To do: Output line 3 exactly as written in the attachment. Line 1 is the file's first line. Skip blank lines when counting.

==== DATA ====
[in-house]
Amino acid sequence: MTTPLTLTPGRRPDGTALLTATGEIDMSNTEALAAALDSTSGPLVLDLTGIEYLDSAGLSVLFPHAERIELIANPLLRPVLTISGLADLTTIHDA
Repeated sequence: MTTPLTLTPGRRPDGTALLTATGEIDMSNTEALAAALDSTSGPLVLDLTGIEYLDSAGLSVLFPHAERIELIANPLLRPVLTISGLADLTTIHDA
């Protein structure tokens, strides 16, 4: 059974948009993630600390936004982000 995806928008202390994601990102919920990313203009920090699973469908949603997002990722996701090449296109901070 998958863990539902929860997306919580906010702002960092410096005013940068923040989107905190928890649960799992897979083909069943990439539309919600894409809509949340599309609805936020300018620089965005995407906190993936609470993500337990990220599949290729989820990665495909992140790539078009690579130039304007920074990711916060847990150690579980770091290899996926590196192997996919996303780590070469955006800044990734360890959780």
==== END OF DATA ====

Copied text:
Repeated sequence: MTTPLTLTPGRRPDGTALLTATGEIDMSNTEALAAALDSTSGPLVLDLTGIEYLDSAGLSVLFPHAERIELIANPLLRPVLTISGLADLTTIHDA